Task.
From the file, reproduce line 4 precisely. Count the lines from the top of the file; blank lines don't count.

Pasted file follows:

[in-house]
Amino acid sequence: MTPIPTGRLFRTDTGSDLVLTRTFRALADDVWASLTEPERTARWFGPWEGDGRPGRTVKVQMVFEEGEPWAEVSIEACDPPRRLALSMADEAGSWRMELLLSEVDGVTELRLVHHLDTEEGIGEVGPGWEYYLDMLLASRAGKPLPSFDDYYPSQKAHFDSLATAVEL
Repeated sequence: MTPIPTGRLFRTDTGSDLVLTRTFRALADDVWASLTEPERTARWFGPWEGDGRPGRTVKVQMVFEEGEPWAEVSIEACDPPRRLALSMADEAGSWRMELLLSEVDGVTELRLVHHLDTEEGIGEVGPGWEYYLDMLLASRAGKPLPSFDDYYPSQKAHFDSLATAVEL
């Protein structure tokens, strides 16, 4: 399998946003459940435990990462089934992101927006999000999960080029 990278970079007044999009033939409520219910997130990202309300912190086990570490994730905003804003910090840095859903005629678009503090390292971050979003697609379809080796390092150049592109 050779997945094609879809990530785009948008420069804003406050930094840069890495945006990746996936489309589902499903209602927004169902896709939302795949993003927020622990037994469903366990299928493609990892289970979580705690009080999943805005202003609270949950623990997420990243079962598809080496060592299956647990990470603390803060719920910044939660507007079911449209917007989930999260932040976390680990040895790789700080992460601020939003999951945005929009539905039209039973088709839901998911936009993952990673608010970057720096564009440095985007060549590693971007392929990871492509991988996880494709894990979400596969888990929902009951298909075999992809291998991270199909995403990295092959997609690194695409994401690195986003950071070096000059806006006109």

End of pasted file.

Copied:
């Protein structure tokens, strides 16, 4: 399998946003459940435990990462089934992101927006999000999960080029 990278970079007044999009033939409520219910997130990202309300912190086990570490994730905003804003910090840095859903005629678009503090390292971050979003697609379809080796390092150049592109 050779997945094609879809990530785009948008420069804003406050930094840069890495945006990746996936489309589902499903209602927004169902896709939302795949993003927020622990037994469903366990299928493609990892289970979580705690009080999943805005202003609270949950623990997420990243079962598809080496060592299956647990990470603390803060719920910044939660507007079911449209917007989930999260932040976390680990040895790789700080992460601020939003999951945005929009539905039209039973088709839901998911936009993952990673608010970057720096564009440095985007060549590693971007392929990871492509991988996880494709894990979400596969888990929902009951298909075999992809291998991270199909995403990295092959997609690194695409994401690195986003950071070096000059806006006109």